Concessionary 4-Year Verizon Deal Sealed, Despite Dissent in the Ranks

Mike Elk

Unionized Verizon workers, who went on a three-week strike last August, have signed a contract--though some members are grumbling over major concessions.

On Fri­day, the two largest unions at Ver­i­zon agreed upon a four-year con­tract, end­ing a 15-month stand­off. Many rank-and-file mem­bers were skep­ti­cal of the numer­ous con­ces­sions in the con­tract, but ulti­mate­ly vot­ed for rat­i­fi­ca­tion after being heav­i­ly lob­bied by union leaders.

When nego­tia­tors for the Com­mu­ni­ca­tions Work­ers of Amer­i­ca (CWA) and Inter­na­tion­al Broth­er­hood of Elec­tric Work­ers (IBEW) ini­tial­ly announced the draft con­tract deal with Ver­i­zon ​on Sep­tem­ber 20, lead­ers were quick to spin it as a vic­to­ry. The sol­i­dar­i­ty of CWA mem­bers and the sup­port of our pro­gres­sive allies made this con­tract hap­pen,” said a state­ment issued by Ed Mooney, Vice Pres­i­dent of CWA Dis­trict 2 – 13, the local that cov­ers CWA mem­bers from Penn­syl­va­nia to Vir­ginia. Ver­i­zon work­ers will keep their stan­dard of liv­ing and the ben­e­fits and work­ing con­di­tions we’ve fought for over the years.”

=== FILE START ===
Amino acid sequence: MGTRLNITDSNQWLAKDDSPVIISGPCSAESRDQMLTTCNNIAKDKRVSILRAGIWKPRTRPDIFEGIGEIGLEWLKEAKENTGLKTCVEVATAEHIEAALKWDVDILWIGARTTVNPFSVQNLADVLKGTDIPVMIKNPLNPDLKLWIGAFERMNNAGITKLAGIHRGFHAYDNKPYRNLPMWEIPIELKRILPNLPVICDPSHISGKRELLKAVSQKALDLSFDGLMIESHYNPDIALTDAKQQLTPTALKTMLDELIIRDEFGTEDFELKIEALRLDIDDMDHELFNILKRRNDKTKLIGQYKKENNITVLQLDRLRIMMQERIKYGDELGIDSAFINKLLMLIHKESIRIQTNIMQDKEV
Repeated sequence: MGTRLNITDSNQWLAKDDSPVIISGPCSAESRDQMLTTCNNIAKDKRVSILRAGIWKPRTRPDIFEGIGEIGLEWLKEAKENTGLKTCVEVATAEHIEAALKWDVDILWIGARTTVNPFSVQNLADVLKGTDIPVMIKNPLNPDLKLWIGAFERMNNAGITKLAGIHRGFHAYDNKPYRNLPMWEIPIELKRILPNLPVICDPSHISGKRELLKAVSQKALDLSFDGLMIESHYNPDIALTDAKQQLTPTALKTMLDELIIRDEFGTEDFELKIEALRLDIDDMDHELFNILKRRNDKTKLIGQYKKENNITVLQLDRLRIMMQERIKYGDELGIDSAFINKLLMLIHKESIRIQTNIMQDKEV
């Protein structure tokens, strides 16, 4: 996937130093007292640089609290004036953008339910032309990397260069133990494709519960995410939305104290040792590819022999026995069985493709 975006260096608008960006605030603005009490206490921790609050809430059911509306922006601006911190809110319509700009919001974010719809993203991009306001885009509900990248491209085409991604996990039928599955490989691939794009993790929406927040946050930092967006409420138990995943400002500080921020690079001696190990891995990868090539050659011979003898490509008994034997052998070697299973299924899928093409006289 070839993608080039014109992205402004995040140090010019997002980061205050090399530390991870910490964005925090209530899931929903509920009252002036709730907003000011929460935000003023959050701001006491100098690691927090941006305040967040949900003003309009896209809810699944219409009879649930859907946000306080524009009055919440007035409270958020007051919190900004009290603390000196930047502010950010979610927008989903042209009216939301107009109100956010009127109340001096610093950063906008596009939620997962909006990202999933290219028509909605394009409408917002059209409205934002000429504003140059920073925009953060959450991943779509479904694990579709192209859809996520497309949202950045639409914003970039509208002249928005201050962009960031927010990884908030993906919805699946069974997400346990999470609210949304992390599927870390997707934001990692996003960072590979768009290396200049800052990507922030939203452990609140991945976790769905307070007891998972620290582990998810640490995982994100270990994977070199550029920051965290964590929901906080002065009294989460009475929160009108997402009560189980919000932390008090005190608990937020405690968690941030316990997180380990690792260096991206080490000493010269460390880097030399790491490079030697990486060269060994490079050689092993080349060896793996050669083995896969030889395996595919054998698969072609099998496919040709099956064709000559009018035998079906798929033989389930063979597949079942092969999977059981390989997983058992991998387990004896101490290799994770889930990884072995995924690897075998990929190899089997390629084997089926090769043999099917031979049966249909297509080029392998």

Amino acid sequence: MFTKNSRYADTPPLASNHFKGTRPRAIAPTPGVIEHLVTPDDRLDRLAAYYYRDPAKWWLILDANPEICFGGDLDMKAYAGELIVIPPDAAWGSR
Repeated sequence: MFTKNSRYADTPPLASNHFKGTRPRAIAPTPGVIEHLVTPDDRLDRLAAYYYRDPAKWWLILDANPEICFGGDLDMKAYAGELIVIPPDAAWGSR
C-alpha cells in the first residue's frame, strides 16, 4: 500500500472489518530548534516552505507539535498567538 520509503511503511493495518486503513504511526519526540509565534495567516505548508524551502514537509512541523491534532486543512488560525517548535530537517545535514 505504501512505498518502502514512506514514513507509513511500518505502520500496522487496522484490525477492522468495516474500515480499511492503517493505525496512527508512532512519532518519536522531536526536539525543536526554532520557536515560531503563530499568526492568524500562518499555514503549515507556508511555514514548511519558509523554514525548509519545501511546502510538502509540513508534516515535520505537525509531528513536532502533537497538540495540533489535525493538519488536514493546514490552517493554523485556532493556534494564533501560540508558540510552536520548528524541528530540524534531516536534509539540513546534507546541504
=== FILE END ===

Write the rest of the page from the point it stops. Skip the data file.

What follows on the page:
IBEW and CWA’s sales­man­ship of the ten­ta­tive agree­ment con­trasts with the actions of union lead­ers in anoth­er recent, high-pro­file nego­ti­a­tion. When Chica­go Teach­ers Union nego­tia­tors reached a ten­ta­tive con­tract with Chica­go Pub­lic Schools in Sep­tem­ber in the midst of a strike, union pres­i­dent Karen Lewis said, I’m not going to say this is the great­est thing since sliced bread and try to sell it to them. I’m not a marketer.”

In con­trast, the CWA and IBEW, which joint­ly rep­re­sent 45,000 Ver­i­zon work­ers, appeared eager to sell the con­tract to mem­bers as it snaked its way through the process of rat­i­fi­ca­tion by locals – despite mul­ti­ple con­ces­sions. The con­tract con­tains new pro­vi­sions that will make Verizon’s union mem­ber pay pre­mi­ums for their health­care – pre­mi­ums that would dou­ble over the life of the con­tract. The con­tract also new­ly requires retirees to pay a con­tri­bu­tion for their health care. And, for the first time ever, new hires at Ver­i­zon will not be enti­tled to pen­sions, instead receiv­ing more risky 401(k)s.

No vic­to­ry,” wrote IBEW Local 827 mem­ber Dan McDon­ald of New Jer­sey to Work­ing In These Times upon first read­ing the terms of the ten­ta­tive agree­ment. When future employ­ees will not have the same oppor­tu­ni­ties as me and my fam­i­ly had when I was hired. We failed. All we did was look out for our­selves’ when the idea of a union is to look out for EVERY­BODY! It’s a horse­shit contract.”